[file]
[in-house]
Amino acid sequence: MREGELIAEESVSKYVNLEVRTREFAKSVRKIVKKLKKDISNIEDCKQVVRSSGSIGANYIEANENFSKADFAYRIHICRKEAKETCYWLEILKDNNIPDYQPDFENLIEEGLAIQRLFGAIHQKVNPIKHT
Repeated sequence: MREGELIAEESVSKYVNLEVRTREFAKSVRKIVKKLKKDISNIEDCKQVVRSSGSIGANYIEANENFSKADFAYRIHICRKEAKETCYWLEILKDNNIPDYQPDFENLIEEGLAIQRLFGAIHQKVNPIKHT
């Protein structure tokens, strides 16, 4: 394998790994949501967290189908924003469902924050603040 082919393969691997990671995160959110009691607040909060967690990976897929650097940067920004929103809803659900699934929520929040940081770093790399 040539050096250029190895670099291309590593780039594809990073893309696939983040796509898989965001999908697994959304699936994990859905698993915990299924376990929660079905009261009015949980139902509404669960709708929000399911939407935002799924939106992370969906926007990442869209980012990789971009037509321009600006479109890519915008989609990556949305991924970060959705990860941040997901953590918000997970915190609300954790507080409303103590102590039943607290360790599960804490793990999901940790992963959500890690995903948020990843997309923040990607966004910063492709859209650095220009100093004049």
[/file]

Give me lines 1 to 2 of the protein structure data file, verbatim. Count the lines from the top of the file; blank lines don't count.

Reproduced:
[in-house]
Amino acid sequence: MREGELIAEESVSKYVNLEVRTREFAKSVRKIVKKLKKDISNIEDCKQVVRSSGSIGANYIEANENFSKADFAYRIHICRKEAKETCYWLEILKDNNIPDYQPDFENLIEEGLAIQRLFGAIHQKVNPIKHT